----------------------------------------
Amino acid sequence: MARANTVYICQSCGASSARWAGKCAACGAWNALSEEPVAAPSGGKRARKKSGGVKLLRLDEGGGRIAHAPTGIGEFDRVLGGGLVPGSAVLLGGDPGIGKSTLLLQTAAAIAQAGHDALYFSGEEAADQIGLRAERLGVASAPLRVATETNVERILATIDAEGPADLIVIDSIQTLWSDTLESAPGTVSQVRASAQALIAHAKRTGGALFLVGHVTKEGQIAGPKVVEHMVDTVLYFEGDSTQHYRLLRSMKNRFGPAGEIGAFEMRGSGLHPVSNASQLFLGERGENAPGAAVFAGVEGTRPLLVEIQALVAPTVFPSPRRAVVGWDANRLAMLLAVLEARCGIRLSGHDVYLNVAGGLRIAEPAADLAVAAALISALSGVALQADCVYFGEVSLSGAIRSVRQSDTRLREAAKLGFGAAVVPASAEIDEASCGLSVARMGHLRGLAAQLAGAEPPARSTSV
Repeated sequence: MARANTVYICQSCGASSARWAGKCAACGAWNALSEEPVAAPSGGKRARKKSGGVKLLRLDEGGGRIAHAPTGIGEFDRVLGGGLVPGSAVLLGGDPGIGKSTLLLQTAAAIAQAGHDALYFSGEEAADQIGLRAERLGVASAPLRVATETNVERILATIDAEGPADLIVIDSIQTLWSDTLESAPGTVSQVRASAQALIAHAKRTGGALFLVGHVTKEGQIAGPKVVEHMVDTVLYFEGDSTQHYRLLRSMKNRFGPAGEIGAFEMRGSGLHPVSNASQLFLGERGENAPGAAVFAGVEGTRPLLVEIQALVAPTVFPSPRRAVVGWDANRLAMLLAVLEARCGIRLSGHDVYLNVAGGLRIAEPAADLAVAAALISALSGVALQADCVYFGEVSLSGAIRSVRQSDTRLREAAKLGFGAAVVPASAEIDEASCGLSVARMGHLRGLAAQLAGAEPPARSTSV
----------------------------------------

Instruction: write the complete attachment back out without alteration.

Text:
Amino acid sequence: MARANTVYICQSCGASSARWAGKCAACGAWNALSEEPVAAPSGGKRARKKSGGVKLLRLDEGGGRIAHAPTGIGEFDRVLGGGLVPGSAVLLGGDPGIGKSTLLLQTAAAIAQAGHDALYFSGEEAADQIGLRAERLGVASAPLRVATETNVERILATIDAEGPADLIVIDSIQTLWSDTLESAPGTVSQVRASAQALIAHAKRTGGALFLVGHVTKEGQIAGPKVVEHMVDTVLYFEGDSTQHYRLLRSMKNRFGPAGEIGAFEMRGSGLHPVSNASQLFLGERGENAPGAAVFAGVEGTRPLLVEIQALVAPTVFPSPRRAVVGWDANRLAMLLAVLEARCGIRLSGHDVYLNVAGGLRIAEPAADLAVAAALISALSGVALQADCVYFGEVSLSGAIRSVRQSDTRLREAAKLGFGAAVVPASAEIDEASCGLSVARMGHLRGLAAQLAGAEPPARSTSV
Repeated sequence: MARANTVYICQSCGASSARWAGKCAACGAWNALSEEPVAAPSGGKRARKKSGGVKLLRLDEGGGRIAHAPTGIGEFDRVLGGGLVPGSAVLLGGDPGIGKSTLLLQTAAAIAQAGHDALYFSGEEAADQIGLRAERLGVASAPLRVATETNVERILATIDAEGPADLIVIDSIQTLWSDTLESAPGTVSQVRASAQALIAHAKRTGGALFLVGHVTKEGQIAGPKVVEHMVDTVLYFEGDSTQHYRLLRSMKNRFGPAGEIGAFEMRGSGLHPVSNASQLFLGERGENAPGAAVFAGVEGTRPLLVEIQALVAPTVFPSPRRAVVGWDANRLAMLLAVLEARCGIRLSGHDVYLNVAGGLRIAEPAADLAVAAALISALSGVALQADCVYFGEVSLSGAIRSVRQSDTRLREAAKLGFGAAVVPASAEIDEASCGLSVARMGHLRGLAAQLAGAEPPARSTSV